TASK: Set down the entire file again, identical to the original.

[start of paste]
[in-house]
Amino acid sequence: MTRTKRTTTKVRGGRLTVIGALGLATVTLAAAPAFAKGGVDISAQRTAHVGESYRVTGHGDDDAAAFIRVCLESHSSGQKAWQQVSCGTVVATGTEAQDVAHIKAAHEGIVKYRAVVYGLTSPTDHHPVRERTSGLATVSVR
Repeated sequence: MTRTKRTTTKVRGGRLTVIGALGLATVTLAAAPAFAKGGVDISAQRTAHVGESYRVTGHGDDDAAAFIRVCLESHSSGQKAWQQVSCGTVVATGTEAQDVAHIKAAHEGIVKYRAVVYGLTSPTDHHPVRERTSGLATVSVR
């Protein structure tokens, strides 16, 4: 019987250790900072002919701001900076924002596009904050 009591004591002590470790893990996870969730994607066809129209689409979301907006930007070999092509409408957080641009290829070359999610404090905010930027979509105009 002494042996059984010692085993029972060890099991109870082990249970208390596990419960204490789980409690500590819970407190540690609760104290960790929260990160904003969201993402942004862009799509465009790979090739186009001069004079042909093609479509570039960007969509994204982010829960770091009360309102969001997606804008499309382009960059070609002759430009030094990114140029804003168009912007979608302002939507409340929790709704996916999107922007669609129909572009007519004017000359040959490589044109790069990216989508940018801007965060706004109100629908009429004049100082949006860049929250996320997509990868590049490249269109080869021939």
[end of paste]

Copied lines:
[in-house]
Amino acid sequence: MTRTKRTTTKVRGGRLTVIGALGLATVTLAAAPAFAKGGVDISAQRTAHVGESYRVTGHGDDDAAAFIRVCLESHSSGQKAWQQVSCGTVVATGTEAQDVAHIKAAHEGIVKYRAVVYGLTSPTDHHPVRERTSGLATVSVR
Repeated sequence: MTRTKRTTTKVRGGRLTVIGALGLATVTLAAAPAFAKGGVDISAQRTAHVGESYRVTGHGDDDAAAFIRVCLESHSSGQKAWQQVSCGTVVATGTEAQDVAHIKAAHEGIVKYRAVVYGLTSPTDHHPVRERTSGLATVSVR
């Protein structure tokens, strides 16, 4: 019987250790900072002919701001900076924002596009904050 009591004591002590470790893990996870969730994607066809129209689409979301907006930007070999092509409408957080641009290829070359999610404090905010930027979509105009 002494042996059984010692085993029972060890099991109870082990249970208390596990419960204490789980409690500590819970407190540690609760104290960790929260990160904003969201993402942004862009799509465009790979090739186009001069004079042909093609479509570039960007969509994204982010829960770091009360309102969001997606804008499309382009960059070609002759430009030094990114140029804003168009912007979608302002939507409340929790709704996916999107922007669609129909572009007519004017000359040959490589044109790069990216989508940018801007965060706004109100629908009429004049100082949006860049929250996320997509990868590049490249269109080869021939």